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abstract = "Background: Recurrence occurs in almost 50{\%} of patients with intracranial ependymoma, and their outcome following recurrence is poor. Methods: We retrospectively reviewed the medical records of 22 patients with intracranial ependymoma and subsequent relapse(s) (59 recurrences) treated at Children's Hospital Los Angeles or New York University between January 1997 and December 2012. Results: Median duration of follow-up was 52 months (7-171 months). Median age at initial diagnosis was 4 years (0.3-19 years) with 8 patients younger than 3 years at presentation. Eleven patients had anaplastic and 11 cellular pathologies. Eighteen patients had infratentorial tumors at diagnosis and 3 (all infratentorial) had metastatic spinal cord involvement at presentation. Cerebrospinal fluid involvement was not identified at diagnosis or relapse. Median time to first recurrence was 16 months (1.3 to 115 months). The number of recurrences in each patient ranged from 1 to 9 (median=2). Thirty-seven recurrences (63{\%}) were detected asymptomatically by surveillance imaging. Fifteen recurrences (26{\%}) arose outside the initial tumor site. Recurrences were treated by surgical resection (45), with irradiation (30), and with various oral chemotherapies (23) with (7) or without (16) conventional chemotherapy. The 5 and 10 year overall survival rates from first recurrence were 0.37±0.14 and 0.25±0.14. Conclusion: Prolonged (5-10 year) survival from first relapse was noted in over one-quarter of our patients. It remains unclear whether early radiographic diagnosis, differing treatment modalities beyond radical surgical resection or possibly unrecognized biological differences contributed towards this prolonged survival. Pediatr Blood Cancer 2014;61:1195-1201.",
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AU - Gilles, Floyd

AU - Sposto, Richard

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N2 - Background: Recurrence occurs in almost 50% of patients with intracranial ependymoma, and their outcome following recurrence is poor. Methods: We retrospectively reviewed the medical records of 22 patients with intracranial ependymoma and subsequent relapse(s) (59 recurrences) treated at Children's Hospital Los Angeles or New York University between January 1997 and December 2012. Results: Median duration of follow-up was 52 months (7-171 months). Median age at initial diagnosis was 4 years (0.3-19 years) with 8 patients younger than 3 years at presentation. Eleven patients had anaplastic and 11 cellular pathologies. Eighteen patients had infratentorial tumors at diagnosis and 3 (all infratentorial) had metastatic spinal cord involvement at presentation. Cerebrospinal fluid involvement was not identified at diagnosis or relapse. Median time to first recurrence was 16 months (1.3 to 115 months). The number of recurrences in each patient ranged from 1 to 9 (median=2). Thirty-seven recurrences (63%) were detected asymptomatically by surveillance imaging. Fifteen recurrences (26%) arose outside the initial tumor site. Recurrences were treated by surgical resection (45), with irradiation (30), and with various oral chemotherapies (23) with (7) or without (16) conventional chemotherapy. The 5 and 10 year overall survival rates from first recurrence were 0.37±0.14 and 0.25±0.14. Conclusion: Prolonged (5-10 year) survival from first relapse was noted in over one-quarter of our patients. It remains unclear whether early radiographic diagnosis, differing treatment modalities beyond radical surgical resection or possibly unrecognized biological differences contributed towards this prolonged survival. Pediatr Blood Cancer 2014;61:1195-1201.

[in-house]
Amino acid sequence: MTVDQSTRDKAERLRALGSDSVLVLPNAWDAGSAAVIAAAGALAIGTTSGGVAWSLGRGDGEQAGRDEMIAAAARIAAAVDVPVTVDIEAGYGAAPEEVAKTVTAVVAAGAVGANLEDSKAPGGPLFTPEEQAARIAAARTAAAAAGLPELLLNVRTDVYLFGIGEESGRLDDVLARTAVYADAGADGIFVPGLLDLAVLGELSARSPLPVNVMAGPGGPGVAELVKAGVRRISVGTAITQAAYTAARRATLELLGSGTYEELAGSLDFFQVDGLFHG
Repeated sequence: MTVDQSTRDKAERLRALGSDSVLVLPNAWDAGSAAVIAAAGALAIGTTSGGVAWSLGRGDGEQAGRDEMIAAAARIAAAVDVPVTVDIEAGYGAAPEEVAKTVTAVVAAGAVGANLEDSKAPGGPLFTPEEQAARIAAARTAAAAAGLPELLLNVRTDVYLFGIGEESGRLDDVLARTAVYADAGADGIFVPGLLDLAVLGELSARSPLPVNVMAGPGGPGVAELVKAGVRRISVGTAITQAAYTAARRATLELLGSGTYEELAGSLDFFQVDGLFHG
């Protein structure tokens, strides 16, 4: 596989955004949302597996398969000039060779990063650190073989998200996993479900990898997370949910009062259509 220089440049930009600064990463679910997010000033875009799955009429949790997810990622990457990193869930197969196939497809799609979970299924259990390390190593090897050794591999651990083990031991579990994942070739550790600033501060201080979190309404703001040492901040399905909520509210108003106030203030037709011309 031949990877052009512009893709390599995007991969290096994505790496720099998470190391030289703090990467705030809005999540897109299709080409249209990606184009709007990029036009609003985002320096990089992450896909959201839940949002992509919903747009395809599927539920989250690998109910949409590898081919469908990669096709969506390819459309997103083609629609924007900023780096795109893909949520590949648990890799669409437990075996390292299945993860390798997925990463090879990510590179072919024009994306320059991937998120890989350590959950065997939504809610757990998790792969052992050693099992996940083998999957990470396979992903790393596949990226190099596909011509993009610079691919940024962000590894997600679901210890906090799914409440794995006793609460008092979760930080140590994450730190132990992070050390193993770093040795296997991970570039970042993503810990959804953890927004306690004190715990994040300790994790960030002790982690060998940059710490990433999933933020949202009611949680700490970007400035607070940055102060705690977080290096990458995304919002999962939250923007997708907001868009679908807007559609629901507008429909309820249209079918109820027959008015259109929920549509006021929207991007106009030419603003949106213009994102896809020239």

AB - Background: Recurrence occurs in almost 50% of patients with intracranial ependymoma, and their outcome following recurrence is poor. Methods: We retrospectively reviewed the medical records of 22 patients with intracranial ependymoma and subsequent relapse(s) (59 recurrences) treated at Children's Hospital Los Angeles or New York University between January 1997 and December 2012. Results: Median duration of follow-up was 52 months (7-171 months). Median age at initial diagnosis was 4 years (0.3-19 years) with 8 patients younger than 3 years at presentation. Eleven patients had anaplastic and 11 cellular pathologies. Eighteen patients had infratentorial tumors at diagnosis and 3 (all infratentorial) had metastatic spinal cord involvement at presentation. Cerebrospinal fluid involvement was not identified at diagnosis or relapse. Median time to first recurrence was 16 months (1.3 to 115 months). The number of recurrences in each patient ranged from 1 to 9 (median=2). Thirty-seven recurrences (63%) were detected asymptomatically by surveillance imaging. Fifteen recurrences (26%) arose outside the initial tumor site. Recurrences were treated by surgical resection (45), with irradiation (30), and with various oral chemotherapies (23) with (7) or without (16) conventional chemotherapy. The 5 and 10 year overall survival rates from first recurrence were 0.37±0.14 and 0.25±0.14. Conclusion: Prolonged (5-10 year) survival from first relapse was noted in over one-quarter of our patients. It remains unclear whether early radiographic diagnosis, differing treatment modalities beyond radical surgical resection or possibly unrecognized biological differences contributed towards this prolonged survival. Pediatr Blood Cancer 2014;61:1195-1201.